Over the years, Google has been shoring up security on Android in a bid to make the operating system more attractive to governments and businesses, and to reduce the threat of malware for regular users. Unfortunately, these changes often come at the expense of flexibility in our beloved platform. As we close in on the next major release of Android, due to be announced next month, SuperSU developer Chainfire has discovered a set of commits to the Android Open Source Project (AOSP) that may seriously impact some of the functionality currently enjoyed by many root users. In a post on Google+, he describes how a set of recent changes to the SELinux implementation will completely cut off write access to system to anything but recovery.
Chainfire previously posted about some changes root app developers would have to make to their apps to conform to other changes to SELinux, but nothing was identified that would directly affect end users. Once apps had been updated with the prescribed instructions, they would be able to go on functioning as intended.
In a commit appearing earlier today in AOSP, the SELinux implementation is set to remove a fairly important aspect for many root apps: the ability to write to the /system partition. The new policy strictly mounts /system as read-only in any context other than recovery, which is allowed write access for the purpose of applying OTA updates.
The implications of this policy are pretty straight-forward: any app with a need to modify the contents of the /system partition will have to do so by constructing a flashable zip file, instructing the phone to reboot into recovery to flash the zip, then rebooting back into the regular OS. This process will rely on a custom recovery like TWRP or ClockworkMod to flash unsigned zip files. Obviously, this process isn't as seamless and may ultimately interfere with the way some apps operate, especially if they make regular changes for any reason. Chainfire notes that there may be a way to restore write access via a simple mod flashed through recovery, but it's a loophole that that the Android team is already aware of, so it may be fixed fairly soon.
Quite a few root apps are based entirely around write access to /system while many don't need it at all, and there are plenty that fall in between. Backup utilities like Titanium Backup will go on largely unaffected since they primarily work with /data, and only touch /system if the user is restoring the apk of a system app. Modding tools like Xposed and Cydia Substrate already require a restart to install low-level components, but this will also impact many of the modules written for each framework. Unfortunately, File managers like Total Commander and Root Explorer, which are often used for making small adjustments to system configuration files, will require more involved updates and mandatory restarts to continue to fill that role. Don't worry, other apps like Greenify should be completely unaffected.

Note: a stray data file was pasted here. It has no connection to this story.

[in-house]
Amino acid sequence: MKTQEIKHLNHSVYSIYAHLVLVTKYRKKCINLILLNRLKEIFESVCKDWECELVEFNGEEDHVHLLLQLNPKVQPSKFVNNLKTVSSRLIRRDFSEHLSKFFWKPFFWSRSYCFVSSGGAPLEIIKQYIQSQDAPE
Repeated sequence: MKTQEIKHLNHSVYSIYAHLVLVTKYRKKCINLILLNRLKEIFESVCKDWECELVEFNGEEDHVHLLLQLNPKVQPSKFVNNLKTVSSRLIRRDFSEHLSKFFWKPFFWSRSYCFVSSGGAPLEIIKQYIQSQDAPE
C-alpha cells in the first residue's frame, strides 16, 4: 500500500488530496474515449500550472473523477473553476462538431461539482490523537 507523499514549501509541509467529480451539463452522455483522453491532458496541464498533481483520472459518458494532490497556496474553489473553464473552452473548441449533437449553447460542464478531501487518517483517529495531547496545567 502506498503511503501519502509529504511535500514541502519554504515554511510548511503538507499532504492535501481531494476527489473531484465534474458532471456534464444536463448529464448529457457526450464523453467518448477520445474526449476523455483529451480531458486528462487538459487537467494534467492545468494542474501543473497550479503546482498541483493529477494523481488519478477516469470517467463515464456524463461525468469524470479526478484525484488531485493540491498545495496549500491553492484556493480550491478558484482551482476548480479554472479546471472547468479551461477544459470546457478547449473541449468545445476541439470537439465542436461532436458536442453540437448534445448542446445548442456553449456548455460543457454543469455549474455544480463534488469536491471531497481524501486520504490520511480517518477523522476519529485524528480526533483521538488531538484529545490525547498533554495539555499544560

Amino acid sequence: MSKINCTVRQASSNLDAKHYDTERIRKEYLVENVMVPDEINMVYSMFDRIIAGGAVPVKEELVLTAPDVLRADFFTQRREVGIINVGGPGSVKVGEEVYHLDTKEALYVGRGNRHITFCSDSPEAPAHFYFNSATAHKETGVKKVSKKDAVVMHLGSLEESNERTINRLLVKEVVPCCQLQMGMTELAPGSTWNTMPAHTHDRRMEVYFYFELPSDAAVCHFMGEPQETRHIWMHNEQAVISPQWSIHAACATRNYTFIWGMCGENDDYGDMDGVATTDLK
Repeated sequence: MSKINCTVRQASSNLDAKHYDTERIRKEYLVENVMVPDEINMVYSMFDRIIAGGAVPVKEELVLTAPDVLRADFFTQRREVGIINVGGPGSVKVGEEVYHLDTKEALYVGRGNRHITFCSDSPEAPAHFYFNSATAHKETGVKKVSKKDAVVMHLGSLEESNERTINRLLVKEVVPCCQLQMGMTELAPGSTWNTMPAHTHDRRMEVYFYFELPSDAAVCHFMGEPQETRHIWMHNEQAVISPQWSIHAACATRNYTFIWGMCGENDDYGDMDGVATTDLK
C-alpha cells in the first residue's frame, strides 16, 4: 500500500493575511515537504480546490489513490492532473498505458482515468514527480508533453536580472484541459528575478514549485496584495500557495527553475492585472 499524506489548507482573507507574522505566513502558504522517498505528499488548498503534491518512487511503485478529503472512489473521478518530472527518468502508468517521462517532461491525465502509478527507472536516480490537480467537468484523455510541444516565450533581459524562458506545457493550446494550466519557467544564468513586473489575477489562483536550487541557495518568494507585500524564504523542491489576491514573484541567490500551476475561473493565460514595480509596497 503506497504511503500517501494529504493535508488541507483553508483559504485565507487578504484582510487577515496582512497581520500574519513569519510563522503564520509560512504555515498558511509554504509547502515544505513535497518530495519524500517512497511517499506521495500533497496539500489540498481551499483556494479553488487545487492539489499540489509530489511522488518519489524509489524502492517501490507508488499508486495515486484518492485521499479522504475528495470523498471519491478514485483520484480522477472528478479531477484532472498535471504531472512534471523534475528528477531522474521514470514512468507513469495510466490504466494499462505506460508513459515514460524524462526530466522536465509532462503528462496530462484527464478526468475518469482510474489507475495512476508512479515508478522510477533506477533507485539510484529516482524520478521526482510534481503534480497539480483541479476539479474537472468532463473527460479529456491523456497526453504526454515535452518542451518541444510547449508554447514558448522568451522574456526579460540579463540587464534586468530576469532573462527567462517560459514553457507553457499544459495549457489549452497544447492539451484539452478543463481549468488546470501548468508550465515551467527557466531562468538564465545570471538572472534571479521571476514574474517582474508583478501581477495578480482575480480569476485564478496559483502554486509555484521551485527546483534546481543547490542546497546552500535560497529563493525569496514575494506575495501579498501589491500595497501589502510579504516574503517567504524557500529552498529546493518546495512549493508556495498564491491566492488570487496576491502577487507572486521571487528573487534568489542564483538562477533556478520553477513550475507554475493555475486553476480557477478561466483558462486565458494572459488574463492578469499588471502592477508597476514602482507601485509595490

It's important to note that there is no change regarding the ability to read system files.
Nothing Is Official, Yet
These changes were only just posted to AOSP in the last couple of days, and the oldest of them was written barely over one week ago. Therefore, no device is officially running with these modifications yet. It has also been confirmed that the latest build of 4.4.3 for the Moto X is not affected, suggesting that these changes will not appear in other official releases, if 4.4.3 is even publicly distributed.
It's technically possible, albeit unlikely, that this implementation has been posted for testing purposes and may never make it into an officially shipping, consumer-oriented firmware. Of course, the mere fact it has been merged into the Master branch on AOSP suggests that we're looking at the future of Android. It's also worth pointing out that many of the recent SELinux patches come directly from Stephen Smalley, an employee of the NSA and one of the developers responsible for porting the SELinux project to Android.
Manufacturers will probably have the option to disable this policy, assuming they aren't partnered with Google and the policy doesn't become a part of CTS certification, but many will choose to include it simply for improved security. No doubt, there will be some custom ROMs built to re-enable write access for /system, but those will probably fade out over time.
Due to the timing of these modifications, this implementation could possibly go into effect with Android 4.5/5.0. Of course, we're getting pretty close to Google I/O, so it's entirely possible we won't see it until a maintenance release, or even the next major version.
The sky isn't falling, at least, not yet. Sealing up write access to /system is a massive improvement to the security of our devices. In fact, this closes up one of the biggest remaining vulnerabilities in Android, and perhaps the single most important target for malware developers. Unfortunately, this will also add a bit of inconvenience to a few of the handy tools and hacks that many of us use. In the grand scheme of things, it's a worthwhile trade.
Many thanks to Chainfire for staying vigilant!
Photo: Roots of big old tree by Paolo Neo